Perhaps, with the benefit of hindsight, it might have been wiser if the divisional fatstock officer had actually examined the uterus, but the carcase was what he was concerned with, as I have said, and I am certain that the decision of that officer would not have been changed by the evidence which he might have found later. Therefore, although, with the benefit of hindsight, one can say that an examination of the uterus would have been the proper course to have taken, I am sure that it would have made no difference to the result.

I come now to the certificate presented to my hon. Friend's constituent by his veterinary surgeon. The certificate reads, as my hon Friend said: The uterus was not enlarged, both ovaries were functioning normally, and there was no corpus albicans in either ovary. This heifer had probably never conceived, but had certainly not carried a foetus for longer than three Months. I cannot agree with my hon. Friend that a few months' pregnancy has no effect on a carcase. Of course, it can have an effect. It varies from carcase to carcase and from animal to animal. The opinion given by the veterinary surgeon was undoubtedly an entirely proper professional one but, as soon as I saw it, it seemed to me that its terms were a clear indication of the difficulty of diagnosing a past pregnancy in a young animal. The certificate quite plainly provides no justification for the suggestion that our fatstock officer was wrong in his judgment, as my hon. Friend had suggested.

However this may be, when this particular animal was sold, it was sold at a price which was that of a grade B heifer. I accept that this was so, but, frequently, local choice for the type or kind of cut of meat often does not run exactly parallel with that of the grading standard as laid down by my Ministry. This is a matter for local choice, and I am glad that my hon. Friend's constituent was able to get such a good price.

It being Ten o'clock, the Motion for the Adjournment of the House lapsed, without Question put.

Motion made, and Question proposed, That this House do now adjourn.—[Mr. I. Fraser.]

Mr. Scott-Hopkins

I can quite understand the concern of my hon. Friend and his constituent about this case. It so happens, as my hon. Friend has said, that the guarantee payment was running at quite, a high level, nearly 50s. per live cwt, at the time. We endeavour to make our administration sufficiently flexible to cover cases where the guarantee can reasonably be paid without breaching the overriding principle that the guarantee must not be extended to animals other that those raised primarily for meat production. But, however flexible the administration may be, there is always the point at which an animal cannot be accepted. I am confident that in this case our officers acted rightly and in accordance with their best judgment.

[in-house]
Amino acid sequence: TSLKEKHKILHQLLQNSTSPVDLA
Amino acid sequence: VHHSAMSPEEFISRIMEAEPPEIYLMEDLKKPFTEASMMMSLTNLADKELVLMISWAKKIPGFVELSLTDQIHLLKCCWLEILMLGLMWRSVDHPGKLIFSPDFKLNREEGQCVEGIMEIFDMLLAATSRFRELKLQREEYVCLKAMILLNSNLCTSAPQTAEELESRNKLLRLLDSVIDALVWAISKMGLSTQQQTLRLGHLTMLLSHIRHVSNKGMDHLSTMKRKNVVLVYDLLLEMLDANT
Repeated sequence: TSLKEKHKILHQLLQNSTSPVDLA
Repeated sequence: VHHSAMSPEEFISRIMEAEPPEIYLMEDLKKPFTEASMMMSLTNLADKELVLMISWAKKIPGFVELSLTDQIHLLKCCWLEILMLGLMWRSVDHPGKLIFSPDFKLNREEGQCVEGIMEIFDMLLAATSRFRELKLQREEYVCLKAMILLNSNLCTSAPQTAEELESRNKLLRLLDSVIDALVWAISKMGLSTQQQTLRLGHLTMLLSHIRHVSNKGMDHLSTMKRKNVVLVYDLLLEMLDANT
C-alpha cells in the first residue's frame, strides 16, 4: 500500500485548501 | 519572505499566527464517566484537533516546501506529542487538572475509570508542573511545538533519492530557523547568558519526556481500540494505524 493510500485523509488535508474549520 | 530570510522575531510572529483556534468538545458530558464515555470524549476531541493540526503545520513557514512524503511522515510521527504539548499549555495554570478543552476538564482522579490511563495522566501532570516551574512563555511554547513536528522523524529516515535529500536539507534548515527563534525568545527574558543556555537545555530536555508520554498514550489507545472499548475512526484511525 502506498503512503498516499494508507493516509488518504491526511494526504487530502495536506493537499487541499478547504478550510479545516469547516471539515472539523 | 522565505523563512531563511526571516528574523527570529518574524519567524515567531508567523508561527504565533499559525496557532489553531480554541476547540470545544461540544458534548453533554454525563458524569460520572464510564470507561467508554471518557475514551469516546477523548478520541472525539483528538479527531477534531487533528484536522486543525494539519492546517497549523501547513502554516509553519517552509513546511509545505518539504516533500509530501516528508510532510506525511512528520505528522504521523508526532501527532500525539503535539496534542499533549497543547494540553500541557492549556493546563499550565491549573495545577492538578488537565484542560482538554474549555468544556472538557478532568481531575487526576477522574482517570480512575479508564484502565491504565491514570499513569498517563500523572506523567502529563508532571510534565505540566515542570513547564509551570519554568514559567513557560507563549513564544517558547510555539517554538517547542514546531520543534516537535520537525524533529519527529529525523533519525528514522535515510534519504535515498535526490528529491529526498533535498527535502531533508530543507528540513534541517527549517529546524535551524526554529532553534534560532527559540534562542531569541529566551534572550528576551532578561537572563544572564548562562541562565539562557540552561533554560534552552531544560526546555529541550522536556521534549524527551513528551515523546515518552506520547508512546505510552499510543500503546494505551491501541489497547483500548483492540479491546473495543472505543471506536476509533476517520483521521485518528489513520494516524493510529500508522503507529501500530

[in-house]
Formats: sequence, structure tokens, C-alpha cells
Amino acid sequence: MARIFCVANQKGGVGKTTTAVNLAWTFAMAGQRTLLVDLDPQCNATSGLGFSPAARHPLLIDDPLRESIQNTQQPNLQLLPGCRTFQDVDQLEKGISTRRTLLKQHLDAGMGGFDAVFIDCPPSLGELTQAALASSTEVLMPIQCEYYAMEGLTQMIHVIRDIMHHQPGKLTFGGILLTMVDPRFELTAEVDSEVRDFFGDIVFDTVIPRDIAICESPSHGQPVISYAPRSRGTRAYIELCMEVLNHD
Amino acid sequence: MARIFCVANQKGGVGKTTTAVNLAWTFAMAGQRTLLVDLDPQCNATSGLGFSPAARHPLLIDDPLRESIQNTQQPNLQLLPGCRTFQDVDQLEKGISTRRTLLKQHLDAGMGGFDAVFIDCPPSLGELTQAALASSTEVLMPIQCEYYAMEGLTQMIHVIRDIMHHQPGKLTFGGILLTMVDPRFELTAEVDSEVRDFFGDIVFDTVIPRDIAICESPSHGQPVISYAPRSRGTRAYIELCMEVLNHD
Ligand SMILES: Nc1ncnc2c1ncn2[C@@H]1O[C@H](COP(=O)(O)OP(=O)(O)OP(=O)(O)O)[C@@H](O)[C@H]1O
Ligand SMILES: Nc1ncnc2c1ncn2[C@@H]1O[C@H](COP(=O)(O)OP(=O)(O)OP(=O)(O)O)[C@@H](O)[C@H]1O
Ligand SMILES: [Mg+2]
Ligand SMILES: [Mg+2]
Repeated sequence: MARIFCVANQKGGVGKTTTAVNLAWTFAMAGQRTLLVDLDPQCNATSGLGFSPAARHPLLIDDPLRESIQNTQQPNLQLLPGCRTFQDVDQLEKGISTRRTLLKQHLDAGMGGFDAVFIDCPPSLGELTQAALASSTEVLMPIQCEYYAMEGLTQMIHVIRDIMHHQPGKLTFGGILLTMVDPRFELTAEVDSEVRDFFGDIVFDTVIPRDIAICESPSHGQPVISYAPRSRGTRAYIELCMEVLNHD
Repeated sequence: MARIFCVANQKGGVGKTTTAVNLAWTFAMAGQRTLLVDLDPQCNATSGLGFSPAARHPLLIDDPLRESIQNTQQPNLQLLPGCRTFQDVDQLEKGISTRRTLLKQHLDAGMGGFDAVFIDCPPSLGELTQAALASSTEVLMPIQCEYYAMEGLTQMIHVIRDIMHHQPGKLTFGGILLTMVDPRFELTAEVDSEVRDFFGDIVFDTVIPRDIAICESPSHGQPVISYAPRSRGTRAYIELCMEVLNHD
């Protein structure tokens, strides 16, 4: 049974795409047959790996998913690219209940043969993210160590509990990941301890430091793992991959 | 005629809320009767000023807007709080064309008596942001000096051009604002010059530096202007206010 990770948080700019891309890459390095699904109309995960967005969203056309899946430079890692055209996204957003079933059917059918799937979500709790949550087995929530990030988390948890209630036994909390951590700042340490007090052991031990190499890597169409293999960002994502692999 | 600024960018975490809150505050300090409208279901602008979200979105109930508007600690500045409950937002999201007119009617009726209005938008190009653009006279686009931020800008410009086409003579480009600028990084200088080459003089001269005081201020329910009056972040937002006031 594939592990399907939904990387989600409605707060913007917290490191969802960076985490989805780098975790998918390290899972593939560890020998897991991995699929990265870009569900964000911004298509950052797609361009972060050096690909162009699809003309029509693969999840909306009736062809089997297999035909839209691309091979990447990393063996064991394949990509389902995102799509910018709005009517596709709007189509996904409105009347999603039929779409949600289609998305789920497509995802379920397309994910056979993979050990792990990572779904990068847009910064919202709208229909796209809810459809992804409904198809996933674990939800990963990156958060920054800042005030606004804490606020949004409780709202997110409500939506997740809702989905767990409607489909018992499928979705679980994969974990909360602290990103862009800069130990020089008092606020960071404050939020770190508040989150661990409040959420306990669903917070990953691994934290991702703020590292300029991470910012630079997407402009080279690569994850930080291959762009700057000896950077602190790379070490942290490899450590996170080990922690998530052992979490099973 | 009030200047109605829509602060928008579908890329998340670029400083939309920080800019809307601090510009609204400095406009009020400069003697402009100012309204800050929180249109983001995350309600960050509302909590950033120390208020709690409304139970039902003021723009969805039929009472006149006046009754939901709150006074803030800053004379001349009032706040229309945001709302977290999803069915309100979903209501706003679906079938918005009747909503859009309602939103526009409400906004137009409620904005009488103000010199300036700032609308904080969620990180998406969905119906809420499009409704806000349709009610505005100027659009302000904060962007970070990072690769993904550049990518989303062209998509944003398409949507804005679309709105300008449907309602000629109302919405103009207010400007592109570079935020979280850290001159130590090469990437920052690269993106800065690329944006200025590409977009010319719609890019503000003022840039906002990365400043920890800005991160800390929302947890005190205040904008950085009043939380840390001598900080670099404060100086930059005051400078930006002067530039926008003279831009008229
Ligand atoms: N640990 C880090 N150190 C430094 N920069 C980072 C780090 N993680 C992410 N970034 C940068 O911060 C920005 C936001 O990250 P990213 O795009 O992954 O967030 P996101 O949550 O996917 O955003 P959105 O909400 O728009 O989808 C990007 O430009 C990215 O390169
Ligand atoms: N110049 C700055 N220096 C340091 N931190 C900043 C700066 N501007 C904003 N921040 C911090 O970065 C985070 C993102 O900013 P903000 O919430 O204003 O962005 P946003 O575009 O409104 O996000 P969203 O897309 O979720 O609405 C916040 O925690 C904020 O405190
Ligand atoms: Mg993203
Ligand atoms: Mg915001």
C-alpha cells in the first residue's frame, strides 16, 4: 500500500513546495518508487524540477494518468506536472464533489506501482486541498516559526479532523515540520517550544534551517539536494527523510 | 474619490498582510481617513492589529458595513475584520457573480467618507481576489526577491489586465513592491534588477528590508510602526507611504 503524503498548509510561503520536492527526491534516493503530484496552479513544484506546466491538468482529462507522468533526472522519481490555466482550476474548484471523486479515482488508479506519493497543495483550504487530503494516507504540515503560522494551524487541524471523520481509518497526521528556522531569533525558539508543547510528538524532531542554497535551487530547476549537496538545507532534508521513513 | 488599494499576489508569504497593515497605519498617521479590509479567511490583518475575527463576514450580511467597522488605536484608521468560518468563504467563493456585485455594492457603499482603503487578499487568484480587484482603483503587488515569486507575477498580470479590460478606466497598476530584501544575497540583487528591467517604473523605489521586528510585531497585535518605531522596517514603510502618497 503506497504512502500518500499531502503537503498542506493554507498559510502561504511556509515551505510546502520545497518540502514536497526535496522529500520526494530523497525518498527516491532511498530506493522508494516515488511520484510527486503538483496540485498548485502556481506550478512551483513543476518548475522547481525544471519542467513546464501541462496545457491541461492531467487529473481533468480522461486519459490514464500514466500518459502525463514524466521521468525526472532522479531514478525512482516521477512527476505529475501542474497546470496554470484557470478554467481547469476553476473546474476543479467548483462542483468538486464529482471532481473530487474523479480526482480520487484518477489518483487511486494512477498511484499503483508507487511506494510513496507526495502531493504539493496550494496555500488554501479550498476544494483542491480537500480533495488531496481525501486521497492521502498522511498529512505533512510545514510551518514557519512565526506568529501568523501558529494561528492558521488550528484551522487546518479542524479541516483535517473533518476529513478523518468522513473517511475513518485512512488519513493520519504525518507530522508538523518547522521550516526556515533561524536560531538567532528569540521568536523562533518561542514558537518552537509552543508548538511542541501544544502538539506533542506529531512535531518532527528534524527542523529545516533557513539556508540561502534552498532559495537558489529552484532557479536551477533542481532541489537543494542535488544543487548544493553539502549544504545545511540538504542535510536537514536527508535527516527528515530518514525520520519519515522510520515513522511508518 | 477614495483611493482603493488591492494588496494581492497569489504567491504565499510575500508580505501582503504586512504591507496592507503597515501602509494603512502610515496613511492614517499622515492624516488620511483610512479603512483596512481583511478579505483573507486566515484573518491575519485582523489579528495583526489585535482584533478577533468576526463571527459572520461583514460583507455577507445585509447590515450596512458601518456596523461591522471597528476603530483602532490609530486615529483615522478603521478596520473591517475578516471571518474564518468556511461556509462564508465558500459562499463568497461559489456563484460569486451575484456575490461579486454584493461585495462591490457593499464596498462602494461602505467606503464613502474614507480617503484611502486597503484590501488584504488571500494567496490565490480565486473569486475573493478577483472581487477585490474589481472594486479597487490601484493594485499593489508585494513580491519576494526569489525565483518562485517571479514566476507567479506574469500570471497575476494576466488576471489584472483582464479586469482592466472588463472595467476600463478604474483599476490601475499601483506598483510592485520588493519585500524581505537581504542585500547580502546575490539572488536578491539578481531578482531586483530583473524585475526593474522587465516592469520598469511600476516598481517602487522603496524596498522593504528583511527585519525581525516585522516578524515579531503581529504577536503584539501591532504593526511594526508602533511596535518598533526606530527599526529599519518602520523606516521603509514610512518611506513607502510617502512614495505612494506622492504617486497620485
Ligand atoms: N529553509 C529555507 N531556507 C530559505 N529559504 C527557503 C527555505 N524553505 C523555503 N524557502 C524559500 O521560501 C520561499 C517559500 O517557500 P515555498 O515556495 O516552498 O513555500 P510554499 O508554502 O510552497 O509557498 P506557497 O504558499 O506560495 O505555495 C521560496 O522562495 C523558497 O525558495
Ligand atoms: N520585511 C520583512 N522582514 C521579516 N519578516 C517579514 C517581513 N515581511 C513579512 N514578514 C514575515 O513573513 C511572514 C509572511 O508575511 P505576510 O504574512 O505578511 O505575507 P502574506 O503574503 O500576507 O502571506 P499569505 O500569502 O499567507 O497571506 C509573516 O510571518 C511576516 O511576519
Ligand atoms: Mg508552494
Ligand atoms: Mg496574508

I have the greatest sympathy with my hon. Friend's constituent and my hon. Friend has argued his case with honesty and great force, but I cannot accept that there should have been a subsidy in respect of this animal, or that the guarantee payment was unreasonably withheld. I have tried to prove to the House that we take all reasonable care and exercise whatever discretion we can. However, here was a clear case in which our own officer's judgment was that the animal had had a past pregnancy which had affected the carcase so that it could not be admitted within the guarantee scheme. We try to go as far as we can to deal with difficult cases like this, but a line must be drawn somewhere and we must adhere to it.

I am very sorry that I cannot agree with my hon. Friend and I am sorry for his constituent, but I cannot reverse the judgment concerning the payment of deficiency payment in respect of this carcase.

Question put and agreed to.

Adjourned accordingly at one minute past Ten o'clock.